Romance flourishes during couple's deployment
By Tech. Sgt. Russ Scalf, 380th Air Expeditionary Wing Public Affairs
/ Published May 19, 2014
SOUTHWEST ASIA (AFNS) -- In sickness and in health, till deployments do us part is not a line included in most wedding vows. However, for joint military spouses, deployments can present additional challenges to already tested unions.
A couple assigned to the 380th Air Expeditionary Wing Civil Engineer Squadron was fortunate to avoid that trial when they received the opportunity to deploy together.
Senior Airmen Shawn and Hillary Brock, firefighters deployed from Misawa Air Base, Japan, were excited when they got the call informing them that they would be deploying together. It meant giving their young marriage a chance to continue to grow.
"We met at the fire academy, through a mutual friend," said Shawn. "My friend told me that he had someone he wanted me to meet, but didn't specify whether it was a man or a woman. He just said they also had orders to Misawa."
Brock indicated that he was struck by her beauty from the first moment they met.
"I was like, gosh, she's beautiful," said Shawn. "The first time I had a conversation with her, we were both headed to an event to represent the Air Force. I kind of knew right then, but I was pretty shy at first."
Like most tech school romances, this one would also have to face the uncertainty of graduation.
"I graduated way before her," said Shawn. "We kept in touch until she got to Misawa, and once she arrived we got closer. The first time I met her mom, we'd been dating about a year and a half. Her mom made up the room while we were out to dinner. She put rose petals and candles everywhere. There was a pathway of rose petals leading up to a heart. I put her in the middle of the heart, I took the ring out of my back pocket, got down on my knee and proposed."
Finding time to spend together has always been a challenge. The couple spent a significant amount of time working opposite shifts at the Misawa Fire Department. The fire chief had not wanted to risk the potential conflicts involved with placing the young couple on the same shift. It was around Christmas when Shawn received an unexpected summons to the chief's office.
"It's normal for leadership to look at two Airmen who are a couple and say 'oh no, they're not going on the same shift'," said Shawn. "It was like that for about 18 months. It was around Christmas and the chief called me in his office and he said he had a present for me. He told me he was going to put us on the same shift, that we earned it, we earned their respect and that we could handle ourselves accordingly in a professional environment."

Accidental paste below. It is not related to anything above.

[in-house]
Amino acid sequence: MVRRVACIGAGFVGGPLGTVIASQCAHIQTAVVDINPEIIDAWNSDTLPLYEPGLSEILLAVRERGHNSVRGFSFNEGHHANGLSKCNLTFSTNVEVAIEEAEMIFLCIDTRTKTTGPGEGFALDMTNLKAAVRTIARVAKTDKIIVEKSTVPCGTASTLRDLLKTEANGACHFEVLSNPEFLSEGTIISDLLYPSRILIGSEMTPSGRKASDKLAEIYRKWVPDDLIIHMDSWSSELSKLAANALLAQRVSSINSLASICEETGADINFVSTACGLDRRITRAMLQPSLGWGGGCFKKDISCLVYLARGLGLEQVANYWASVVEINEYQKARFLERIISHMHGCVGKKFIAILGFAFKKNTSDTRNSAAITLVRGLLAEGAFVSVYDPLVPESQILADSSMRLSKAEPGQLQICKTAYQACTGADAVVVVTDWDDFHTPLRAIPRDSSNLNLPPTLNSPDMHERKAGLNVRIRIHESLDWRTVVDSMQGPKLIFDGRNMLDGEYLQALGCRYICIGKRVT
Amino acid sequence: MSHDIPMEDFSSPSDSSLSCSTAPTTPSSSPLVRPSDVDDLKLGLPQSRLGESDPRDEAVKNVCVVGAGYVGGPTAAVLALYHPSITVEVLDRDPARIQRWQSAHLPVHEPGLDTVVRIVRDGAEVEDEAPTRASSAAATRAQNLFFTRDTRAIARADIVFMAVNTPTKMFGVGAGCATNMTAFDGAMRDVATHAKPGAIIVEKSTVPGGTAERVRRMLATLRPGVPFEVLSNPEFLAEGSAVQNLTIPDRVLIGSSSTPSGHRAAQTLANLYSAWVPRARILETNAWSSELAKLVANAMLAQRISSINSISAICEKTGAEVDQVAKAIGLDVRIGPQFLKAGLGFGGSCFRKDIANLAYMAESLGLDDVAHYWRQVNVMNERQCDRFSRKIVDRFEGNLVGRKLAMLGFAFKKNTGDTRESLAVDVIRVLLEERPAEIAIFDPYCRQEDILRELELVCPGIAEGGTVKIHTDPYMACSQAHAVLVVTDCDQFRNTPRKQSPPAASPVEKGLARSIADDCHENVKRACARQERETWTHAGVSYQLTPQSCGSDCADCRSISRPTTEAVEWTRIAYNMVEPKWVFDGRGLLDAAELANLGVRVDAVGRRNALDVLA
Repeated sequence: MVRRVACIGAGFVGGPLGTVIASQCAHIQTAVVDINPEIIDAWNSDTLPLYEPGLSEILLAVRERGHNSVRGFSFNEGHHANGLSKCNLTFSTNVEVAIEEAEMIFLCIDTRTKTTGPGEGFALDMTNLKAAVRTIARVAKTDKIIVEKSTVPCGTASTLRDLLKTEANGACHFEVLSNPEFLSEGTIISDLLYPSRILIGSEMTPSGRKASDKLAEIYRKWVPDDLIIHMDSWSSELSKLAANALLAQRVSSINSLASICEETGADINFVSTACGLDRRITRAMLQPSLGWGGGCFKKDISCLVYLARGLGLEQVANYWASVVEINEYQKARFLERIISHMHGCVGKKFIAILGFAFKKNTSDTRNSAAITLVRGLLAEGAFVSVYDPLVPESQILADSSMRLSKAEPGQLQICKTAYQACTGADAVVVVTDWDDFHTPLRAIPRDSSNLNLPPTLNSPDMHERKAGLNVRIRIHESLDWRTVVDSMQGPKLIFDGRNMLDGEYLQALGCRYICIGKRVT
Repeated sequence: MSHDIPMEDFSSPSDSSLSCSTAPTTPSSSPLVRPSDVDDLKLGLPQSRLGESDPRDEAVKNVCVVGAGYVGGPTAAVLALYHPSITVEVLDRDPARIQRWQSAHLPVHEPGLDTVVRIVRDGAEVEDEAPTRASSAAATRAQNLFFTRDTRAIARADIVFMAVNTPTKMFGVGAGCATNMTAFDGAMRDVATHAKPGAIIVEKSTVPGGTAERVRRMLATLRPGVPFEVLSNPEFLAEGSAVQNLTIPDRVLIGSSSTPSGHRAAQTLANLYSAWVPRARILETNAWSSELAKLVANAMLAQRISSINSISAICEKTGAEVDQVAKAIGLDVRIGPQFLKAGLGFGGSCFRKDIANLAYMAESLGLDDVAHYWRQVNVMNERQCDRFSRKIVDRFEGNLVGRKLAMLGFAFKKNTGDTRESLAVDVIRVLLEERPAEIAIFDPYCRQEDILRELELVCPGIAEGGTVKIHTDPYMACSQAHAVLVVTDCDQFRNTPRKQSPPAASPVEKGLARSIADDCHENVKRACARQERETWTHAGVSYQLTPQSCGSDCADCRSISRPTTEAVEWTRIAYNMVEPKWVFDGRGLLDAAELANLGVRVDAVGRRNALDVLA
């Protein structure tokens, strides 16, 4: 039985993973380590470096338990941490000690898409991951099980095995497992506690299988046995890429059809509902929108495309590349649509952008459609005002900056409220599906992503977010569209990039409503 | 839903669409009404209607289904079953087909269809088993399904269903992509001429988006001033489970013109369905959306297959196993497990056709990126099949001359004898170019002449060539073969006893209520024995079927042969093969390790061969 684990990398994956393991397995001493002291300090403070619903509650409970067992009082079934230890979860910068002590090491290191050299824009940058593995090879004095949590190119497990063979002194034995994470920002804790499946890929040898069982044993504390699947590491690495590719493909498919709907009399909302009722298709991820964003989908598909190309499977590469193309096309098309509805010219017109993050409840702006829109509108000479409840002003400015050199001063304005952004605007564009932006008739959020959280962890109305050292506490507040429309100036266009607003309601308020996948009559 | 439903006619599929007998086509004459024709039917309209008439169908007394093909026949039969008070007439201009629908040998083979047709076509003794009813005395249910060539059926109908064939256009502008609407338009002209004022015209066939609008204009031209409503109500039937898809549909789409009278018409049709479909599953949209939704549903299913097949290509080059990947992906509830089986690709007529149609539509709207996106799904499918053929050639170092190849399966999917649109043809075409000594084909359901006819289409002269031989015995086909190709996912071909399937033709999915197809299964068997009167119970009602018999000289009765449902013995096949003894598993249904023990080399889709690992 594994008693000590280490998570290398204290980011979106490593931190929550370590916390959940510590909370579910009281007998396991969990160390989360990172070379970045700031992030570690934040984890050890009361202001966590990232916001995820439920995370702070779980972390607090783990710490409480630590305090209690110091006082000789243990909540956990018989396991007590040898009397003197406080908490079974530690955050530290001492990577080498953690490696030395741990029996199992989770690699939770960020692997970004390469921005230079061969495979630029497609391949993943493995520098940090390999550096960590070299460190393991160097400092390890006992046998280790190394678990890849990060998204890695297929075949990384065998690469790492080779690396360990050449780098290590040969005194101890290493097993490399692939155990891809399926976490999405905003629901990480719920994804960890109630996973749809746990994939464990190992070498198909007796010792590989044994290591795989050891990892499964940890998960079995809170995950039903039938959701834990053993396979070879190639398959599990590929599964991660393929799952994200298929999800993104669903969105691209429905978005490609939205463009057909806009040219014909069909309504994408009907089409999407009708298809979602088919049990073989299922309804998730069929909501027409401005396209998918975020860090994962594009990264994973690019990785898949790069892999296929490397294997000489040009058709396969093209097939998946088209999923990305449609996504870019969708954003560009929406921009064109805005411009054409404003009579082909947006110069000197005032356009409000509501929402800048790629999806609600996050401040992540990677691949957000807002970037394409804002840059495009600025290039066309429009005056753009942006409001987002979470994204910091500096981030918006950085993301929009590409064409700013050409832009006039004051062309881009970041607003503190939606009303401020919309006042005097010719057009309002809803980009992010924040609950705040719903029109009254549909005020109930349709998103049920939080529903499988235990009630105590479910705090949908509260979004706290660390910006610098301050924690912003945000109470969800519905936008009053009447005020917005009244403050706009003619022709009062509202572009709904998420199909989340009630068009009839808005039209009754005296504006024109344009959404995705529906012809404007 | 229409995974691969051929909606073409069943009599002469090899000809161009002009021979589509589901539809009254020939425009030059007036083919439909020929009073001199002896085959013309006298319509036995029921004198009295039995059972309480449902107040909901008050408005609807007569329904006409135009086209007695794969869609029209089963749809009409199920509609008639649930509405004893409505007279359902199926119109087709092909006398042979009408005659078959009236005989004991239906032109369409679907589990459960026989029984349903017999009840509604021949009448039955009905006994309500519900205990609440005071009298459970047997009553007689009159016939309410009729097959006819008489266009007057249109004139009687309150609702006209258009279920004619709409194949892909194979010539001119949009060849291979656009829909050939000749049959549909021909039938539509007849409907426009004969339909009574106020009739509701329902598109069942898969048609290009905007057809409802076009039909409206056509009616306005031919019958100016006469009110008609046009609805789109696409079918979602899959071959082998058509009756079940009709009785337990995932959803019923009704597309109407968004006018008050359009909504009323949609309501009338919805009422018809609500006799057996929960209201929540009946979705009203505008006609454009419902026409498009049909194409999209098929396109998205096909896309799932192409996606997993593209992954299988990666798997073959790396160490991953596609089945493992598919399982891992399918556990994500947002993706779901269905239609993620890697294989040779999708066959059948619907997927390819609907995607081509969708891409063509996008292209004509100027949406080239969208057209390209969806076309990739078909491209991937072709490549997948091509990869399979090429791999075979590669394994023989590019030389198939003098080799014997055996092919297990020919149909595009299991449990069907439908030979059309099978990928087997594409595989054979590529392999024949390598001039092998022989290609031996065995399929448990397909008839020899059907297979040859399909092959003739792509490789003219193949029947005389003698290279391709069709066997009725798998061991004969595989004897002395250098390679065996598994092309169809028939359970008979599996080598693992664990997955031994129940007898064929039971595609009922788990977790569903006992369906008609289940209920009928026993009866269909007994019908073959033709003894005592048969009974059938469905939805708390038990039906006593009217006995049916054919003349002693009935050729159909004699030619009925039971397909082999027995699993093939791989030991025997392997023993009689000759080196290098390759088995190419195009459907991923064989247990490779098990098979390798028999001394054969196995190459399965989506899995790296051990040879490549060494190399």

It was not long after that the department presented another opportunity to help nurture the Airmen's young love.
"We received the deployment notification at the same time," said Shawn. "We were sitting in bed watching a movie on our off day and my phone rang. The call was from our training manager, he was offering to deploy us together. I asked Hillary and she said it was up to me, so I told him we wanted to go."
On May 15, the Brocks celebrated their first wedding anniversary here at their deployed location. The day was little different from any other, save for a small gift exchange after morning roll call and cake in the evening.
"I feel very fortunate," said Hillary. "Being able to spend our first anniversary together and not being apart was a positive experience. It was definitely memorable. Our department arranged for us to have a cake, and they really went out of their way to make us feel comfortable."
Though they spend their days working at different stations and their nights living in separate quarters, the Brocks continue to relish the opportunity to deploy together. They use their time apart to work on bettering themselves as individuals and as firefighters.
"Their professionalism shines, and both are very knowledgeable and have great work ethics," said Master Sgt. Scott Beckham, the assistant chief of operations for A-shift. "They have the same goals in mind. They're able to compartmentalize their marriage from their professional duties. We know they're married, but an outsider to our department would have no idea. I'm glad to have them both on my shift. They don't let any of the outside influences come in the way of getting the mission done."